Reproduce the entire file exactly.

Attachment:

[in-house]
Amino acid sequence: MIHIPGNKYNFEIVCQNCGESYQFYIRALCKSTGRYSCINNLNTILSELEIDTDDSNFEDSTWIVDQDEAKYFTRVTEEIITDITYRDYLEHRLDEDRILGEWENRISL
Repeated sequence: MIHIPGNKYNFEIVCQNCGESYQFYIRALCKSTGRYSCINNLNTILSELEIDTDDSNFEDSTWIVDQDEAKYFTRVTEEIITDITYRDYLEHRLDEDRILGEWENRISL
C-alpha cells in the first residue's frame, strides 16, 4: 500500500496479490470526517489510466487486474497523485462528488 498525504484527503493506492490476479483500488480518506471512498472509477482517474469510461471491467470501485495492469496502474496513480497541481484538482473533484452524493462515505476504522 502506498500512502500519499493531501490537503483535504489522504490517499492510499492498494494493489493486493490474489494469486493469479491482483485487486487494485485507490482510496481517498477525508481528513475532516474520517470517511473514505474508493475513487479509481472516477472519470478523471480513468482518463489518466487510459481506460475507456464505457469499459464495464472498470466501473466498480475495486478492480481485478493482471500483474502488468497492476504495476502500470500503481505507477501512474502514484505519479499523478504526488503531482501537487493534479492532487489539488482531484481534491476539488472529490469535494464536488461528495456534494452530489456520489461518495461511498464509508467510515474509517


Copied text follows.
[in-house]
Amino acid sequence: MIHIPGNKYNFEIVCQNCGESYQFYIRALCKSTGRYSCINNLNTILSELEIDTDDSNFEDSTWIVDQDEAKYFTRVTEEIITDITYRDYLEHRLDEDRILGEWENRISL
Repeated sequence: MIHIPGNKYNFEIVCQNCGESYQFYIRALCKSTGRYSCINNLNTILSELEIDTDDSNFEDSTWIVDQDEAKYFTRVTEEIITDITYRDYLEHRLDEDRILGEWENRISL
C-alpha cells in the first residue's frame, strides 16, 4: 500500500496479490470526517489510466487486474497523485462528488 498525504484527503493506492490476479483500488480518506471512498472509477482517474469510461471491467470501485495492469496502474496513480497541481484538482473533484452524493462515505476504522 502506498500512502500519499493531501490537503483535504489522504490517499492510499492498494494493489493486493490474489494469486493469479491482483485487486487494485485507490482510496481517498477525508481528513475532516474520517470517511473514505474508493475513487479509481472516477472519470478523471480513468482518463489518466487510459481506460475507456464505457469499459464495464472498470466501473466498480475495486478492480481485478493482471500483474502488468497492476504495476502500470500503481505507477501512474502514484505519479499523478504526488503531482501537487493534479492532487489539488482531484481534491476539488472529490469535494464536488461528495456534494452530489456520489461518495461511498464509508467510515474509517